Befriending service launched for Stratford residents
Posted on 16, December 2013
Today national charity Together for Mental Wellbeing, officially opens the doors of its new befriending service ‘Stratford Friends’ to offer some extra support to local people living with mental health needs.
The project, supported by funding from Stratford Town Trust aims to link people with a mental health need – living in Stratford-Upon-Avon – to a local volunteer ‘Befriender’ who can offer them companionship and support. Dependent on an individual’s interests, needs and personal goals, ‘befrienders’ can help someone to improve their confidence, build social networks and reduce social isolation and loneliness.
The links between loneliness and poor health are well documented1 and a key risk factor for loneliness is mental ill health2, especially amongst older adults. Research has found that befriending schemes can reduce isolation, particularly for those individuals with mental health issues who have previously spent long periods in hospital and are now living independently in the community.3
Clare Potter, Project Coordinator at Together said: “We believe that there is a real gap in supporting isolated individuals with mental health needs locally. Making use of local resources and getting out in the community can be difficult, especially if you have spent a long time under psychiatric care and are now no longer using formal mental health services. If you experience a mental health issue, you often withdraw from social interaction – due to anxiety, loss of confidence or to avoid stigma from others.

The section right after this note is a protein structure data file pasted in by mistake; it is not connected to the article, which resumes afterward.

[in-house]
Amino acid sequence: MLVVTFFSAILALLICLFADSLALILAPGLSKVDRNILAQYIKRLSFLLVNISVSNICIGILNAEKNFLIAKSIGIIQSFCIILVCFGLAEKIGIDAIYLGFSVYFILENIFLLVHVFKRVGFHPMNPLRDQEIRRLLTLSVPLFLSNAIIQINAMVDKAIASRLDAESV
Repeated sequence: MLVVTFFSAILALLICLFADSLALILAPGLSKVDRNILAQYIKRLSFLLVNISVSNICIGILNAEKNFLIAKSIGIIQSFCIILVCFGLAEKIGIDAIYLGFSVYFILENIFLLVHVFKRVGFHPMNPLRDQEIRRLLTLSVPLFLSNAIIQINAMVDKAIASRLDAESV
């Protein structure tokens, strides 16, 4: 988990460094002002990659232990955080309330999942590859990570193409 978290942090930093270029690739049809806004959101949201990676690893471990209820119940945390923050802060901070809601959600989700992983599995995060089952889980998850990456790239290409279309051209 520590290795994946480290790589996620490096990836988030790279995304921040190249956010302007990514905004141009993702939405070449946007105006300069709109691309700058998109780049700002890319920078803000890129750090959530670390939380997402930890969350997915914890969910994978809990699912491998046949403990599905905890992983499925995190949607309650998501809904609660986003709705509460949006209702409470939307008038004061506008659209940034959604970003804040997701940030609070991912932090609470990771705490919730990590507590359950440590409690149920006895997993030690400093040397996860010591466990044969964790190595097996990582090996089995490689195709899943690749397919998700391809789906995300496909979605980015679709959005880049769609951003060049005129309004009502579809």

“Our project aims to ensure the sustainable wellbeing of individuals in the Stratford Community who are living with or recovering from a mental health issue – with the befriending role acting as a bridge between them and their wider community”.
Stratford Friends’ volunteers try to support people to reconnect with and feel part of their wider community, by engaging in local activities that they enjoy, to help them to maintain their independence. Individuals can access up to two hours of free support every week and choose to spend this time with their befriender, however they wish, for example: to go out for a cup of tea and a chat in a local café, shopping for groceries, cinema visits, going to the local library or gym or support to join a local community group.
Carol, a service user at one of Together’s other befriending services in Suffolk, speaking about her befriender, said: “Each week we do different things but it’s mainly the company that makes a difference; we get on very well, we chat. I know I can call her at any time if I need to – it’s just nice to know that someone is there”.
She continues: “I have now become a befriender myself and offer support to three people over the phone each week – I can only hope they benefit from this like I myself have done”.
If you are interested in finding a befriender in your local area or you would like to volunteer to support someone in need, please contact Stratford Friends on 07785 461 720 or at: firstname.lastname@example.org to find out more.
1. Windle, K, Francis, J, Coomber, C. Preventing loneliness and social isolation: interventions and outcomes, Social Care Institute for Excellence, 2011.
2. One voice: Shaping our aging society, Age Concern and Help the Aged (2009).
3. Dean, J. and Goodlad, R. (1998) The Role and Impact of Befriending, Joseph Rowntree Foundation. http://www.jrf.org.uk/publications/role-and-impact-befriending